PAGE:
Children are a Gift (from the Lord)

September 15, 2010

I don’t have children and am rather uncomfortable around anything incapable of supporting its own head, but I love kids between the ages of “I don’t understand norms” and “Anything’s possible.”

Kids are scarce in my little world, which is why my triple threat kid weekend was a bit of an anomaly. I went on a small trip to Colorado. While there, I visited my sister’s third grade class. Every time I go, my sister ends up translating kid speak. Linguistically I speak the same language as the kids, but I operate from a series of social templates and they do not, which is why I have a hard time understanding their dialogue. Here’s a snippet of our most recent q and a.

Student 1: “When is your birthday?”

Me: “August first. So, I just had a birthday.”

Student 2: “Have you ever been stung by a bee?”

Me: “Yes. I actually got stung by a bee a few weeks ago.”

Student 3: “I got stung by a bee eight times on my face.”

Me: “Ow.” (Awkward)

Student 4: “When is your next birthday?”

I asked student 4 to repeat the question. Then I asked him to repeat it again. And then my sister stepped in.

“Her next birthday is next year. A long time from now.”

“Oh.” The rest of the class nodded. To them the question was entirely reasonable and the answer satisfactory, but it took me a minute to expunge expected inquiries about my job, my family, my hobbies, my background, and open to unexpected, interesting subjects such as airplanes.

“Are the seats on the airplane comfortable?”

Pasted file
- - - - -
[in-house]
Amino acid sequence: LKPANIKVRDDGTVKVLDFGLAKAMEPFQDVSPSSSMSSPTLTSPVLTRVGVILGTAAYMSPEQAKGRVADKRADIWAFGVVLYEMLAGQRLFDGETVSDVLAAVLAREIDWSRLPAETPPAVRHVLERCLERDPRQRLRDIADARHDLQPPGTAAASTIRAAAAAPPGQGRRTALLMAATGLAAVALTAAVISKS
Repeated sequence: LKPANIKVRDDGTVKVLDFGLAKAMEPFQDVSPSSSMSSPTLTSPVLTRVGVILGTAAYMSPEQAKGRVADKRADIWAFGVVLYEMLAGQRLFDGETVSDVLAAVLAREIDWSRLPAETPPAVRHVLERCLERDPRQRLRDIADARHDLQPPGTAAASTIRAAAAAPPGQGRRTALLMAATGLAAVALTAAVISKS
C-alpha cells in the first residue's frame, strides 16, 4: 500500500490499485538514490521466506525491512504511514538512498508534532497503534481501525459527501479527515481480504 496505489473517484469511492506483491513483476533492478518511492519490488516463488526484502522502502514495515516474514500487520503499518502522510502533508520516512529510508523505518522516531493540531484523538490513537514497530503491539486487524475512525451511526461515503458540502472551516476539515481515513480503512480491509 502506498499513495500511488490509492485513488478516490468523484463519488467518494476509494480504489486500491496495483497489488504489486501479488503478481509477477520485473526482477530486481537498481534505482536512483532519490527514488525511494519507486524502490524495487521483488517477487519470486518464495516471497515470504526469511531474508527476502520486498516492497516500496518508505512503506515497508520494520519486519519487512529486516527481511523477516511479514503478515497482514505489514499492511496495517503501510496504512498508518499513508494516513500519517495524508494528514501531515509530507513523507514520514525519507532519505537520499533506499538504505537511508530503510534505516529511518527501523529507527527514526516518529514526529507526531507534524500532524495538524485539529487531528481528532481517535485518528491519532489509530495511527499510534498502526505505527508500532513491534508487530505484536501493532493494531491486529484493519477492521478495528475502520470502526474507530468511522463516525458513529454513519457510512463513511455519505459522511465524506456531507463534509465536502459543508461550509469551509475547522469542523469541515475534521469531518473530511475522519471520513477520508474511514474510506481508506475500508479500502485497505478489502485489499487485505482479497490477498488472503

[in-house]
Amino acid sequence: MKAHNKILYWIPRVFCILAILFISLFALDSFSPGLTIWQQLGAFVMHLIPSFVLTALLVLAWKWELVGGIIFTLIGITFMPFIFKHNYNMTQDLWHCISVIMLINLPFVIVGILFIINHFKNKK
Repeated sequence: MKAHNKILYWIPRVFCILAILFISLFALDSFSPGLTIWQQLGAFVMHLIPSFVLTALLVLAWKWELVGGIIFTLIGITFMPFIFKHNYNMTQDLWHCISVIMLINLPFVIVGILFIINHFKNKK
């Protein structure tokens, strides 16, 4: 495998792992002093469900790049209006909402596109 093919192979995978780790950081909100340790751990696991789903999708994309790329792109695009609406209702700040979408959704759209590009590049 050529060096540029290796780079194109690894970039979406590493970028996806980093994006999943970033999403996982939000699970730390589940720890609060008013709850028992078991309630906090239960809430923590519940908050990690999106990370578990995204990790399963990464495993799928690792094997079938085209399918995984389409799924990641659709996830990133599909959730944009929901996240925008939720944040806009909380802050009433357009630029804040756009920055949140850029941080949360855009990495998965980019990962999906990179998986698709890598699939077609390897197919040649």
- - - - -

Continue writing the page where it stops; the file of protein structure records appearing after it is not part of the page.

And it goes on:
“Can you eat on the plane?”

“What kind of flowers grow in Michigan?”

“Have you ever ridden a horse?”

“Do you want to hear us sing the continent song?”

I consider myself to be fairly creative and open to new ideas, but these kids made me think. Most adults ignore imaginative freedoms until they disappears. Those that don’t spend a lifetime battling classification. This is the 21st Century gridlock: Imagination vs. Stagnation.

Right now innovators, early adaptors and indefinables are pushing corporations, industries, bureaucracy, churches, government and municipalities to view the world while dangling upside down on monkey bars. In America, an upside question mark doesn’t mean anything, so it could mean everything. We could ask why someone would want graffiti on an abandon building; poop digesters in a park; or candles that automatically turn off or we could see what they do.

I don’t agree with a lot of the psalms, but I happen to love this piece. Kids are the greatest gift. Maybe if they were tall enough to see over a boardroom table, we would listen to them.

Stopping Point: Proverbs 1-14


2 Responses to “Children are a Gift (from the Lord)”

  1. […] a huge deal. I’m an adult. I could have said something, punched her, whatever. But, what about little kids? If they’re molested in any sense and their parents ask them to live according to the Bible, how […]

  2. […] but as I’ve said before, I have this smelling thing. Good or bad, it’s an unappreciated sense. We’re taught not to stare at people particularly people who are down on their luck, those we’re taught to ignore. But […]

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